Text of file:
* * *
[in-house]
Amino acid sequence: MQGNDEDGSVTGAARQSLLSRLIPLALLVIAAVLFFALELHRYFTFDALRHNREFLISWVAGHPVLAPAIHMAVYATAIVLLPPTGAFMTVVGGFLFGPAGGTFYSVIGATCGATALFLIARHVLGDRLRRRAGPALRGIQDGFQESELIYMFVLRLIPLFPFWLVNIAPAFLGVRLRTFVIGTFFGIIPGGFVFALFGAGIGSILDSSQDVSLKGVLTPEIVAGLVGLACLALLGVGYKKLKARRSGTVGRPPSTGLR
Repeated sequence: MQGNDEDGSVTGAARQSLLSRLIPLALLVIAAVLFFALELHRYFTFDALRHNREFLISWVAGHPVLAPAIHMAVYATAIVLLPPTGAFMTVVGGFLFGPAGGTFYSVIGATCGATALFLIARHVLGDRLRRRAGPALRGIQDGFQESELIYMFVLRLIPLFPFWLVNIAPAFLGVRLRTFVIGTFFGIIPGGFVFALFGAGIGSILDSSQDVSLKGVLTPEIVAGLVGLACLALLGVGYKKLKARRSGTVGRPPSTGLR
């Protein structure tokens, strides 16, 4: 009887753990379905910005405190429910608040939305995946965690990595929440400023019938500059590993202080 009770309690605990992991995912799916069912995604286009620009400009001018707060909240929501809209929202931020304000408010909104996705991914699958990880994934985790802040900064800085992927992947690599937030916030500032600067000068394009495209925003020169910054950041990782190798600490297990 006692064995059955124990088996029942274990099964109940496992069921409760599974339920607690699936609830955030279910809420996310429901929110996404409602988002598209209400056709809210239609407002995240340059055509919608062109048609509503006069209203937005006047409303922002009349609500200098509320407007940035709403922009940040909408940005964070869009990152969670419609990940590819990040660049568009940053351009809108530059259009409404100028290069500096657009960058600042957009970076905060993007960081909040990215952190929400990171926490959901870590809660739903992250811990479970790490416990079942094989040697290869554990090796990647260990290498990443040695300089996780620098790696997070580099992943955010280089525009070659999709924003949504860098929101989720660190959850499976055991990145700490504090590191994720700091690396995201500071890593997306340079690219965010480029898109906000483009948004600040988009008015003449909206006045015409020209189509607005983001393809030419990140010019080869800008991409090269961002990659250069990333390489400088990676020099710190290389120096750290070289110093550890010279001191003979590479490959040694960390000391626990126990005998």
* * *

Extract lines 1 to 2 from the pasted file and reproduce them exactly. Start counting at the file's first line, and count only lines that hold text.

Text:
[in-house]
Amino acid sequence: MQGNDEDGSVTGAARQSLLSRLIPLALLVIAAVLFFALELHRYFTFDALRHNREFLISWVAGHPVLAPAIHMAVYATAIVLLPPTGAFMTVVGGFLFGPAGGTFYSVIGATCGATALFLIARHVLGDRLRRRAGPALRGIQDGFQESELIYMFVLRLIPLFPFWLVNIAPAFLGVRLRTFVIGTFFGIIPGGFVFALFGAGIGSILDSSQDVSLKGVLTPEIVAGLVGLACLALLGVGYKKLKARRSGTVGRPPSTGLR